In the three rural area types, the dependency ratio was much higher than the national average at 57.6 (areas of high urban influence), 60.1 (moderate urban influence) and 63.5 (remote).

This is mainly attributable to a higher proportion of people over 65, which was respectively 21%, 25%, and 31.3%.

Different growth rates

When we look at the differential in growth rates by county, we find that, in ten counties, the rate of growth in the most recent period was at least 7% less than in the 2006 to 2011 period.

This trend features highly in so-called “commuter” counties in Leinster, with Kildare, Meath, Longford and Wexford all having growth rates lower by between 7% and 8%, than in the earlier “boom” period.

Laois can be added to this. It had the largest growth of all in the earlier period, of over 20%, and this slipped to 5.1% in the recent period, a differential of 15%.

The second group of counties with large differences between the growth of population in the two periods are in the North West.

Donegal had population growth of 9.4% in the period between 2006 and 2011.

But its population fell by 1.2% in the period to 2016.

Cavan went from an increase of 14.3% to one of 4.1%, while Leitrim’s growth rate fell from 9.8% to 0.8%. Galway and Roscommon had similar patterns.

No counties in Munster had such wide differences, mainly because their growth in population in the earlier period was not as high as in the other provinces.

Accurate data

The only truly accurate data on population are those from the census, though annual estimates are made based on emigration and immigration rates, and birth and death statistics.

Censuses were conducted in 2011 and 2016.

The population of the country as a whole grew by 3.3% between the two censuses, to reach 4.69 million.

It is likely that the population at the next census will exceed five million (compared to 4.69m in 2016, and less than 3m in 1961).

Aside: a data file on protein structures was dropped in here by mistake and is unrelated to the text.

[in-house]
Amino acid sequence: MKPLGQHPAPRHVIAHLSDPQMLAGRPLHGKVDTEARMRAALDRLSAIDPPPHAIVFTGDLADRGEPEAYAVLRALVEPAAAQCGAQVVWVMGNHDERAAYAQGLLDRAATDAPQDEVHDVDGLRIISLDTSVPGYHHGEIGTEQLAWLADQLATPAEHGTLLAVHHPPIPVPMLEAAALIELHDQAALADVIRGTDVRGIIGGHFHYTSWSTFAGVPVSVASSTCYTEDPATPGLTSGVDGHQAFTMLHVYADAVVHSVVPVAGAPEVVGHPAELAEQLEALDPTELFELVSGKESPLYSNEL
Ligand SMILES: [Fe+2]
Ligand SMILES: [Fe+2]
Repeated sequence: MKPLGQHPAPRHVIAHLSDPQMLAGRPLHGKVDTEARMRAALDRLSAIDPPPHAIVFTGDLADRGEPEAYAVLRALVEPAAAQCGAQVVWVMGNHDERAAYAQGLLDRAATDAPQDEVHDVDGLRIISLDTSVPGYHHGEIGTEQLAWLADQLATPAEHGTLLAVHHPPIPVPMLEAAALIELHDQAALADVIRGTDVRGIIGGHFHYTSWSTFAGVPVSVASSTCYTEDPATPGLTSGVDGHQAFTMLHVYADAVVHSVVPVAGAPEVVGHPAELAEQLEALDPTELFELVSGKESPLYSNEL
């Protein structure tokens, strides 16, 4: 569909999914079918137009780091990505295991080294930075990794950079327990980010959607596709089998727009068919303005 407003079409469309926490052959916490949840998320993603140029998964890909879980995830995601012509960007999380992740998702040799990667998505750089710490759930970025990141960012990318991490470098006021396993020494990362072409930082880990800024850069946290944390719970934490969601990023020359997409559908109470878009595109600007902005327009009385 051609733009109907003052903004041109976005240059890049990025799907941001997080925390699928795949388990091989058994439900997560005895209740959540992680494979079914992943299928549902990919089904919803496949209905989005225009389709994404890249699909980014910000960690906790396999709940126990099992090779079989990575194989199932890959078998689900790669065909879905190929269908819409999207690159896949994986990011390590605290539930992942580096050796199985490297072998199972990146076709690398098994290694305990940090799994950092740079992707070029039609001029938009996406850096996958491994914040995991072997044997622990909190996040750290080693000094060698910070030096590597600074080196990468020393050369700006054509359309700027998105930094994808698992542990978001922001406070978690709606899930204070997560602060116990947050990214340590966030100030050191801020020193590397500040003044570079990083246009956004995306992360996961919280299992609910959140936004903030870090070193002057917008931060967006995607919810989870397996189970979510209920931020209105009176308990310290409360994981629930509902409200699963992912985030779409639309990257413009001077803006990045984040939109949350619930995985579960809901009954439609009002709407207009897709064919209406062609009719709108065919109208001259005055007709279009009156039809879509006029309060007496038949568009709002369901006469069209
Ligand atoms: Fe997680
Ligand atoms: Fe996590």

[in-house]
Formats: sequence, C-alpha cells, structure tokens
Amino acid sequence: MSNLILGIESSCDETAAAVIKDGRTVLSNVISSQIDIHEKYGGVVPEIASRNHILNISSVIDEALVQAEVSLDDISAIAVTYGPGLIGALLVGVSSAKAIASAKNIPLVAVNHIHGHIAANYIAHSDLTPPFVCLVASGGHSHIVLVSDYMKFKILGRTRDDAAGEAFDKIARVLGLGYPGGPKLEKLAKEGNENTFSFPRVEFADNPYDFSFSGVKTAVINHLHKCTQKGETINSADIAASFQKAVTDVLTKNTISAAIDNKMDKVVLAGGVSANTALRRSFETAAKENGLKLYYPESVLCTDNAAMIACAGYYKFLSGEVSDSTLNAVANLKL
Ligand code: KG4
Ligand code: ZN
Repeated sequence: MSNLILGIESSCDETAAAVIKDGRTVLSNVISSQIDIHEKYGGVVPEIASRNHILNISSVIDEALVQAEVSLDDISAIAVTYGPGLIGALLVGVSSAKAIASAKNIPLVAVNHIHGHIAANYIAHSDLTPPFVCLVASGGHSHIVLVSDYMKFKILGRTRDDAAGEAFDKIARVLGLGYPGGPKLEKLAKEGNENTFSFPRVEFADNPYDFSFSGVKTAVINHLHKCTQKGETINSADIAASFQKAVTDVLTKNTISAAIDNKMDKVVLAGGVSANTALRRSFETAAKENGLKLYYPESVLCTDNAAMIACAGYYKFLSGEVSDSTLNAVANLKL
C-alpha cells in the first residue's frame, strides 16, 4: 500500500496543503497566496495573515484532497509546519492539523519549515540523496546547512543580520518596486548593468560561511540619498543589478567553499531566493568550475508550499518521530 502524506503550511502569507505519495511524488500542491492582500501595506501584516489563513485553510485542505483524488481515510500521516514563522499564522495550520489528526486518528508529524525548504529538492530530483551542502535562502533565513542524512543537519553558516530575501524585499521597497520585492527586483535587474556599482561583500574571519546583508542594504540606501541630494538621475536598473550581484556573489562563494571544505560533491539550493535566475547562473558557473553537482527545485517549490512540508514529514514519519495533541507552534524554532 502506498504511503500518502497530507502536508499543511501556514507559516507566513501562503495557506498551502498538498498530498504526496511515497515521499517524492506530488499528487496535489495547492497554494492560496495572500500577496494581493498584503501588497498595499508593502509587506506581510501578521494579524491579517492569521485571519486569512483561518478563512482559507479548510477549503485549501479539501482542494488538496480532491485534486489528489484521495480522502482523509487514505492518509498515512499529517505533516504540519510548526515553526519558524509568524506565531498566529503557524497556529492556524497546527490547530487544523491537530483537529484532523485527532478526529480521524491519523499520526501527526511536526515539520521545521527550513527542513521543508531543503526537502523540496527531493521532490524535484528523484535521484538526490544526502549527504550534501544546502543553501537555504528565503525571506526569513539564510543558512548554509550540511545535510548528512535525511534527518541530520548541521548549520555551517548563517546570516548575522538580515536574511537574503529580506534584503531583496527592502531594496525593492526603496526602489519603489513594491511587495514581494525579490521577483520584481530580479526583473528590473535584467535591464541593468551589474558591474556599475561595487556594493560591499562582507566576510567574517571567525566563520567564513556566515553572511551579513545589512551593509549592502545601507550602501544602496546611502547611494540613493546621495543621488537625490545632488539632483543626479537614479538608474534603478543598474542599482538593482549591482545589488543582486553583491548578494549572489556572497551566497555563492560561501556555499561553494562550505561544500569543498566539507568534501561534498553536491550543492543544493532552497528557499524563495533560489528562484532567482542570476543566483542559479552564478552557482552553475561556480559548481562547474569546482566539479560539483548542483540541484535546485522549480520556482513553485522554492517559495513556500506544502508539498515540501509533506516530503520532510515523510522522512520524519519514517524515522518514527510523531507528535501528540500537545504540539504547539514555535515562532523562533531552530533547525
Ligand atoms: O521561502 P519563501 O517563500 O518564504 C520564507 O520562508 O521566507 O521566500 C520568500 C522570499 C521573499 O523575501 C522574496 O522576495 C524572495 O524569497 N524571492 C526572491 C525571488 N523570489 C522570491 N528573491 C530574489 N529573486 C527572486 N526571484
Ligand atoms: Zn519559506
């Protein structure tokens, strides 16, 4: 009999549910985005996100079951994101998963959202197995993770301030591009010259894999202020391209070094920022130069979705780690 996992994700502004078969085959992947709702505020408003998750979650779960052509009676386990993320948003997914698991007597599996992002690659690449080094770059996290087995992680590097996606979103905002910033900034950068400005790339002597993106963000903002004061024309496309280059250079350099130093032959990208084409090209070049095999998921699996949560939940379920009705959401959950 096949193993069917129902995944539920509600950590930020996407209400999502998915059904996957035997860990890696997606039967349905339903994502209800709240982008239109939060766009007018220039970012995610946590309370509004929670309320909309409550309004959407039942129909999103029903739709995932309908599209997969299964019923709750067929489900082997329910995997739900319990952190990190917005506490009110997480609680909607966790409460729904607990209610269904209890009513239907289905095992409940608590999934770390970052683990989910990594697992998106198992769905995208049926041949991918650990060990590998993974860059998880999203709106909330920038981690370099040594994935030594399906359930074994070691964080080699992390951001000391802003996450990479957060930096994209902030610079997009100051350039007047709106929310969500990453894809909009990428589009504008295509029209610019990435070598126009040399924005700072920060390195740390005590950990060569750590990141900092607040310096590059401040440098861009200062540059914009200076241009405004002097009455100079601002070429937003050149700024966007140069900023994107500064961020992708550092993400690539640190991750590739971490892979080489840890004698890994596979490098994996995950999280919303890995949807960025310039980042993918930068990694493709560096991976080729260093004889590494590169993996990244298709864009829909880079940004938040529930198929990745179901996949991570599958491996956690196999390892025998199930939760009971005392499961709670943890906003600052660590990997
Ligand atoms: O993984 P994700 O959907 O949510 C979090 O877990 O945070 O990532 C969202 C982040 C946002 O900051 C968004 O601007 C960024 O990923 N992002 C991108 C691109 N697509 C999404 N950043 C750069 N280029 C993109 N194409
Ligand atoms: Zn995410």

In 2016, 37.4% lived in rural areas, with 16.1% in areas of high urban influence, 12.5% in areas of moderate urban influence, and 8.8% in remote rural areas (see map).

From 2011 to 2016, the population in cities and towns grew by 4.8%, while the growth in rural areas was only 1.7%.

The growth in cities was 5.3% and in independent towns was 5.5%.

Surprisingly, the growth in satellite towns was only 2.8%.

In the rural areas, those areas with “high urban influence” grew by 3%.

Those with “moderate urban influence” grew by 1.6%, while the population in remote rural areas declined by 0.6%.

This was the era of modest recovery from the recession, with continuing emigration.

The growth in population was entirely due to the excess of births over deaths, with net migration (emigration less immigration) of an estimated 22,500 people.

When considered by county, the population of Cork (including the city) grew by over 6% in the period, a growth similar to that of many Leinster counties.

The increase in other Munster counties was below 2%, while the population in Mayo and Donegal fell.

The Central Statistics Office (CSO) have estimated the population annually since the census in 2016, with estimates of growth of 52,900 in 2016/2017, and of 64,500 in each of the years to April 2019.

The natural population increase (births minus deaths) in recent years is just over 30,000 per year, with the balance due to net immigration, including returned emigrants.

These data are not estimated on an urban, rural or regional basis.

However, new immigrants (two thirds of whom have university degrees) are less likely to have settled in rural areas.